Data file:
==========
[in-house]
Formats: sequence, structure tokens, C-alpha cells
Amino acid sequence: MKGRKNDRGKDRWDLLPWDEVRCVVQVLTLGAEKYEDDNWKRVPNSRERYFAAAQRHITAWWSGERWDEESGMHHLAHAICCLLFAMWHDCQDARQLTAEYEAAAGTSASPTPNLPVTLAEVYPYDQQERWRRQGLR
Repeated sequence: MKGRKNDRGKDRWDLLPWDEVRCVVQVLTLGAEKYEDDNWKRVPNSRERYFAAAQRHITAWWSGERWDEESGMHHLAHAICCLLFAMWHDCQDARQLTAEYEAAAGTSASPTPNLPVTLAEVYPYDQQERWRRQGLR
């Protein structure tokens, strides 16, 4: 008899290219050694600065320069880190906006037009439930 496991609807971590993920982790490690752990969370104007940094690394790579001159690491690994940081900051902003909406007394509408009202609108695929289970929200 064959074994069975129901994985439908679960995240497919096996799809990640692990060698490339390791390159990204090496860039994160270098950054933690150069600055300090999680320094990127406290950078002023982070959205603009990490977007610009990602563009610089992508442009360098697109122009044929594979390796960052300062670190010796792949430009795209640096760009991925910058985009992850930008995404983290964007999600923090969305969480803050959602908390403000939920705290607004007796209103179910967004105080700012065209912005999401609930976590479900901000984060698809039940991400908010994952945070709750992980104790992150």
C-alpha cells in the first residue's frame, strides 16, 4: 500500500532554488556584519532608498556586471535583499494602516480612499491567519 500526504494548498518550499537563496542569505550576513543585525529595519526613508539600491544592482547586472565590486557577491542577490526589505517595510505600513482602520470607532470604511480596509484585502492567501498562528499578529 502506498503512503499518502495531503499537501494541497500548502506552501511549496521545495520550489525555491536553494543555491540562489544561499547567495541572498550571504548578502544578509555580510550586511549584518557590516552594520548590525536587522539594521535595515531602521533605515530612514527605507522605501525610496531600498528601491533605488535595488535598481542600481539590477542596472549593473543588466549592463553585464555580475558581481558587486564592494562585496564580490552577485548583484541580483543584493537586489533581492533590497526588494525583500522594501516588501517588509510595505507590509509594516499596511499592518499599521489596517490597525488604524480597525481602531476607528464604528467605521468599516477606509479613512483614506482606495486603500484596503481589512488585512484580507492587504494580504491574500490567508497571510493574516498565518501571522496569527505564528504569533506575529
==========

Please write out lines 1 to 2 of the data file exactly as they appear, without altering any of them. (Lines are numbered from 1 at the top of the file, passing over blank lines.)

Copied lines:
[in-house]
Formats: sequence, structure tokens, C-alpha cells